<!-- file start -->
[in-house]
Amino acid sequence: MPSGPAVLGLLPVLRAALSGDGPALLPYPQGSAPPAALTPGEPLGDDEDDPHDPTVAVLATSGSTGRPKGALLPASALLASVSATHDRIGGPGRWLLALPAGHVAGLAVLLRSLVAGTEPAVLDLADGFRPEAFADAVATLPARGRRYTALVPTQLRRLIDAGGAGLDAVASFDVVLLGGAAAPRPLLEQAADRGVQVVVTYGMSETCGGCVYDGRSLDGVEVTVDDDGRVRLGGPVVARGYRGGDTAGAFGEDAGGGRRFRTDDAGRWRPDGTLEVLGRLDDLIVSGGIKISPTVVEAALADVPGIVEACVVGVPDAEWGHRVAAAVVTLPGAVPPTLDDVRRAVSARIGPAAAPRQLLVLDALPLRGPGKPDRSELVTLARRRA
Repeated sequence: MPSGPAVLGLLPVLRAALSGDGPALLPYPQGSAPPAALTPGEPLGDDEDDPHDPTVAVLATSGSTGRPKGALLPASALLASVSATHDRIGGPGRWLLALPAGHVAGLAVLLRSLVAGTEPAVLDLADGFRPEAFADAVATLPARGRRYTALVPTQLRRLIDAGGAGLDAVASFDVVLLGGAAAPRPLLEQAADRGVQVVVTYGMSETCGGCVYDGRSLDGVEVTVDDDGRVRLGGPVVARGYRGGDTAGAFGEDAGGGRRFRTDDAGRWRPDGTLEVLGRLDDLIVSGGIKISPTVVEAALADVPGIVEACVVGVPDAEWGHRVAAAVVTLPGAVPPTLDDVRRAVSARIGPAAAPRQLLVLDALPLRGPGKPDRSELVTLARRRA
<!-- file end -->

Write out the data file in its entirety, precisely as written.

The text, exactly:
[in-house]
Amino acid sequence: MPSGPAVLGLLPVLRAALSGDGPALLPYPQGSAPPAALTPGEPLGDDEDDPHDPTVAVLATSGSTGRPKGALLPASALLASVSATHDRIGGPGRWLLALPAGHVAGLAVLLRSLVAGTEPAVLDLADGFRPEAFADAVATLPARGRRYTALVPTQLRRLIDAGGAGLDAVASFDVVLLGGAAAPRPLLEQAADRGVQVVVTYGMSETCGGCVYDGRSLDGVEVTVDDDGRVRLGGPVVARGYRGGDTAGAFGEDAGGGRRFRTDDAGRWRPDGTLEVLGRLDDLIVSGGIKISPTVVEAALADVPGIVEACVVGVPDAEWGHRVAAAVVTLPGAVPPTLDDVRRAVSARIGPAAAPRQLLVLDALPLRGPGKPDRSELVTLARRRA
Repeated sequence: MPSGPAVLGLLPVLRAALSGDGPALLPYPQGSAPPAALTPGEPLGDDEDDPHDPTVAVLATSGSTGRPKGALLPASALLASVSATHDRIGGPGRWLLALPAGHVAGLAVLLRSLVAGTEPAVLDLADGFRPEAFADAVATLPARGRRYTALVPTQLRRLIDAGGAGLDAVASFDVVLLGGAAAPRPLLEQAADRGVQVVVTYGMSETCGGCVYDGRSLDGVEVTVDDDGRVRLGGPVVARGYRGGDTAGAFGEDAGGGRRFRTDDAGRWRPDGTLEVLGRLDDLIVSGGIKISPTVVEAALADVPGIVEACVVGVPDAEWGHRVAAAVVTLPGAVPPTLDDVRRAVSARIGPAAAPRQLLVLDALPLRGPGKPDRSELVTLARRRA